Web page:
retail news in context, analysis with attitude

…with brief, occasional, italicized and sometimes gratuitous commentary…

CNBC reports that a new study by inMarket suggests that the installation of Amazon lockers at Whole Foods stores is encouraging more quick trips to Whole Foods by shoppers, “giving the natural and organic retailer a new way to boost sales … Short ‘micro’ visits, defined as three to five minutes in length, were up 11 percent at stores with lockers since Amazon closed its purchase of Whole Foods on Aug. 28.”


• The New York Times has a story about how, even as Amazon collects sales taxes in every state that assesses them, “those deals don’t always extend to taxes assessed by local governments. The company still isn’t collecting sales taxes in dozens of cities, including Philadelphia, Pittsburgh and Cedar Rapids, Iowa, according to a new report from the Institute on Taxation and Economic Policy, a left-leaning think tank.”

Not only are these communities missing out on potential tax revenue, the story says, but “local retailers, many already struggling to compete with online retailers, are effectively forced to charge more for their products than online sellers that aren’t required to collect local taxes.”

The problem is that “a hodgepodge of state laws govern tax collection … For example, sales tax rules based on the location of the seller may be impossible to enforce if the company has no physical presence in that jurisdiction.” It all makes collecting taxes in some locations problematic.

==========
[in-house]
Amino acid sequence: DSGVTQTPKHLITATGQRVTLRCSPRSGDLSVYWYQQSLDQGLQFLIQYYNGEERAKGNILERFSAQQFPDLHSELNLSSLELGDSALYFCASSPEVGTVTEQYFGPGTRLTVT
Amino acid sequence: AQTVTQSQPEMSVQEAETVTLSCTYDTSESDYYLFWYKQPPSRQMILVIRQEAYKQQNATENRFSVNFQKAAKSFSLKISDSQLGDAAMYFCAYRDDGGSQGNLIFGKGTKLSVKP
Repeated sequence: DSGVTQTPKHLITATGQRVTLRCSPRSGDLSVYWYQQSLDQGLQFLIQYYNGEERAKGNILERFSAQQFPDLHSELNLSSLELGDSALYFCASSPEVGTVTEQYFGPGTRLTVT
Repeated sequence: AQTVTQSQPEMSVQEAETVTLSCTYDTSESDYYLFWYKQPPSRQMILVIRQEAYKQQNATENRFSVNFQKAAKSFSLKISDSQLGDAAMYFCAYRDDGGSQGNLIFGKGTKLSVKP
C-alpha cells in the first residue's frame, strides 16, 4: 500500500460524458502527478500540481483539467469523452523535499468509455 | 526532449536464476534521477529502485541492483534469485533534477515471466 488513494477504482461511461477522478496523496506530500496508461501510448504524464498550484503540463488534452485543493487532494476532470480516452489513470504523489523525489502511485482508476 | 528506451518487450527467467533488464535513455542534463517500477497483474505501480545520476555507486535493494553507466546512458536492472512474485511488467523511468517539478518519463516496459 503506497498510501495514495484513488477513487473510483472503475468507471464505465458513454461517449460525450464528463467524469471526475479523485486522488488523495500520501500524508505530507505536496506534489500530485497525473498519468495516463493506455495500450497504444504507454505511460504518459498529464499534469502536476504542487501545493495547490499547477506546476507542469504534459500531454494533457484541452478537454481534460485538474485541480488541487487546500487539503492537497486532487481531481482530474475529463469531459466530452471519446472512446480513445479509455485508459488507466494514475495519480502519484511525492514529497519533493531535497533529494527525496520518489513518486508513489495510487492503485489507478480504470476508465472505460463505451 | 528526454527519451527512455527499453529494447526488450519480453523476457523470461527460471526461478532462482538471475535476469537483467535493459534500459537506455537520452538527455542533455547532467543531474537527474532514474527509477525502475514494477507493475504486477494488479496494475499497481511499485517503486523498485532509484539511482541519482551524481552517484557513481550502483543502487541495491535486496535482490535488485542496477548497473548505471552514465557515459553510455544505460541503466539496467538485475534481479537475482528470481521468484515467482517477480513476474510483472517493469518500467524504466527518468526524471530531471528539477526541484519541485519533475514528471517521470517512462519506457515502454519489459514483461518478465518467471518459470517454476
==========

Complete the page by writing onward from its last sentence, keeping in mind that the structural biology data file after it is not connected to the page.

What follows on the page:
• Call it a big investment - probably to the tune of many millions of dollars - by Amazon in its own ecosystem.

It was announced yesterday that Amazon Studios will underwrite a four-episode miniseries about 16th century Spanish explorer Hernan Cortes that will star Javier Bardem, be produced by Steven Spielberg and written by Schindler’s List scribe Steven Zaillian. The miniseries will only be available to Amazon prime members via streaming.

Variety writes that “the greenlight for the Cortes series continues a shift in strategy at Amazon that began last year with a mandate from CEO Jeff Bezos to move toward more event programming from the entertainment division.”

There is a fascinating backstory to the Cortes project. It actually is based on an original script by the late screenwriter Dalton Trumbo back in the sixties, and was designed to be his follow-up to “Spartacus,” which he wrote, and was going to star Kirk Douglas. And that’s interesting because Trumbo was one of many writers who was blacklisted during the McCarthy era; Douglas’s hiring of him to write “Spartacus” is seen as the beginning of the end of the Hollywood blacklist.
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